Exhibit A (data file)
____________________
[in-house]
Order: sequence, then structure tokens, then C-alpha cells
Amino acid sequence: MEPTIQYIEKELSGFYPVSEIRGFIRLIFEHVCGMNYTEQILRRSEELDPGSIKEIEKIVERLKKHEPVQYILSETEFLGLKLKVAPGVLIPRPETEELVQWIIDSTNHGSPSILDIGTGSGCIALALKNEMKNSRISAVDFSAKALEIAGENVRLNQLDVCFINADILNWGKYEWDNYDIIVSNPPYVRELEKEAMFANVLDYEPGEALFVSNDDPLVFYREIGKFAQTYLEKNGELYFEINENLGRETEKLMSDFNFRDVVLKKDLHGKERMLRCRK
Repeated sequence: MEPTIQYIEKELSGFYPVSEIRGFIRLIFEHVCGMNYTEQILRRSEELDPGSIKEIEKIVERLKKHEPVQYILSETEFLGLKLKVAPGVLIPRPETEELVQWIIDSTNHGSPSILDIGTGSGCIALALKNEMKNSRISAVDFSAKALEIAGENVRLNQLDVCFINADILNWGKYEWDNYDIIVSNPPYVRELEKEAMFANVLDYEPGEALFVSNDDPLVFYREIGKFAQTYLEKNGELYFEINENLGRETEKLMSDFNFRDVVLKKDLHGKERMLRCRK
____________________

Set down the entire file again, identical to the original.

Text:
[in-house]
Order: sequence, then structure tokens, then C-alpha cells
Amino acid sequence: MEPTIQYIEKELSGFYPVSEIRGFIRLIFEHVCGMNYTEQILRRSEELDPGSIKEIEKIVERLKKHEPVQYILSETEFLGLKLKVAPGVLIPRPETEELVQWIIDSTNHGSPSILDIGTGSGCIALALKNEMKNSRISAVDFSAKALEIAGENVRLNQLDVCFINADILNWGKYEWDNYDIIVSNPPYVRELEKEAMFANVLDYEPGEALFVSNDDPLVFYREIGKFAQTYLEKNGELYFEINENLGRETEKLMSDFNFRDVVLKKDLHGKERMLRCRK
Repeated sequence: MEPTIQYIEKELSGFYPVSEIRGFIRLIFEHVCGMNYTEQILRRSEELDPGSIKEIEKIVERLKKHEPVQYILSETEFLGLKLKVAPGVLIPRPETEELVQWIIDSTNHGSPSILDIGTGSGCIALALKNEMKNSRISAVDFSAKALEIAGENVRLNQLDVCFINADILNWGKYEWDNYDIIVSNPPYVRELEKEAMFANVLDYEPGEALFVSNDDPLVFYREIGKFAQTYLEKNGELYFEINENLGRETEKLMSDFNFRDVVLKKDLHGKERMLRCRK